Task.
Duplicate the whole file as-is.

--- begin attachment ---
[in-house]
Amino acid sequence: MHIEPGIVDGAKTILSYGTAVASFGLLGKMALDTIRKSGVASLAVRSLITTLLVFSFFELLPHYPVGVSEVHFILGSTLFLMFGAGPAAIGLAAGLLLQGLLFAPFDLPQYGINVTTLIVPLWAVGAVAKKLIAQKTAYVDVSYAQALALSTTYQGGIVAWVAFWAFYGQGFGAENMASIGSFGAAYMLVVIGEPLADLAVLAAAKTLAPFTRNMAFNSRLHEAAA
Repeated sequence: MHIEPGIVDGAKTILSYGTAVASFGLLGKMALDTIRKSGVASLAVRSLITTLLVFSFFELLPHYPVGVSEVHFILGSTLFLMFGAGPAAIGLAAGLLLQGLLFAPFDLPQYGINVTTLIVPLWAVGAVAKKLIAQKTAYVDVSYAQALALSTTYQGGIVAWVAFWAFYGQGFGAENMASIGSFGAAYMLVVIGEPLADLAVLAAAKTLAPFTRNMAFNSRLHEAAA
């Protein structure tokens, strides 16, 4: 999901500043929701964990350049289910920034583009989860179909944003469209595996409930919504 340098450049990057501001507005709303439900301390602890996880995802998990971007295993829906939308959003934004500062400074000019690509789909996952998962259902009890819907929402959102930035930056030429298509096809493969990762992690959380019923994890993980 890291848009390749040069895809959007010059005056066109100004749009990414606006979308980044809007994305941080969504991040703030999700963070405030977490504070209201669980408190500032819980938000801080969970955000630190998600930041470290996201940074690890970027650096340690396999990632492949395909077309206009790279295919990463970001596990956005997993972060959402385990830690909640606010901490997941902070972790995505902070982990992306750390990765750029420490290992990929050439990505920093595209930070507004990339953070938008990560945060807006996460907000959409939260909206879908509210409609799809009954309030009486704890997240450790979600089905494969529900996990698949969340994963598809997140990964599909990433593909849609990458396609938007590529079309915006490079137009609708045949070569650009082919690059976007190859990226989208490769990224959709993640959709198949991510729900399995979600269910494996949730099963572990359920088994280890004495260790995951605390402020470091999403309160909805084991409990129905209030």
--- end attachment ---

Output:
[in-house]
Amino acid sequence: MHIEPGIVDGAKTILSYGTAVASFGLLGKMALDTIRKSGVASLAVRSLITTLLVFSFFELLPHYPVGVSEVHFILGSTLFLMFGAGPAAIGLAAGLLLQGLLFAPFDLPQYGINVTTLIVPLWAVGAVAKKLIAQKTAYVDVSYAQALALSTTYQGGIVAWVAFWAFYGQGFGAENMASIGSFGAAYMLVVIGEPLADLAVLAAAKTLAPFTRNMAFNSRLHEAAA
Repeated sequence: MHIEPGIVDGAKTILSYGTAVASFGLLGKMALDTIRKSGVASLAVRSLITTLLVFSFFELLPHYPVGVSEVHFILGSTLFLMFGAGPAAIGLAAGLLLQGLLFAPFDLPQYGINVTTLIVPLWAVGAVAKKLIAQKTAYVDVSYAQALALSTTYQGGIVAWVAFWAFYGQGFGAENMASIGSFGAAYMLVVIGEPLADLAVLAAAKTLAPFTRNMAFNSRLHEAAA
């Protein structure tokens, strides 16, 4: 999901500043929701964990350049289910920034583009989860179909944003469209595996409930919504 340098450049990057501001507005709303439900301390602890996880995802998990971007295993829906939308959003934004500062400074000019690509789909996952998962259902009890819907929402959102930035930056030429298509096809493969990762992690959380019923994890993980 890291848009390749040069895809959007010059005056066109100004749009990414606006979308980044809007994305941080969504991040703030999700963070405030977490504070209201669980408190500032819980938000801080969970955000630190998600930041470290996201940074690890970027650096340690396999990632492949395909077309206009790279295919990463970001596990956005997993972060959402385990830690909640606010901490997941902070972790995505902070982990992306750390990765750029420490290992990929050439990505920093595209930070507004990339953070938008990560945060807006996460907000959409939260909206879908509210409609799809009954309030009486704890997240450790979600089905494969529900996990698949969340994963598809997140990964599909990433593909849609990458396609938007590529079309915006490079137009609708045949070569650009082919690059976007190859990226989208490769990224959709993640959709198949991510729900399995979600269910494996949730099963572990359920088994280890004495260790995951605390402020470091999403309160909805084991409990129905209030």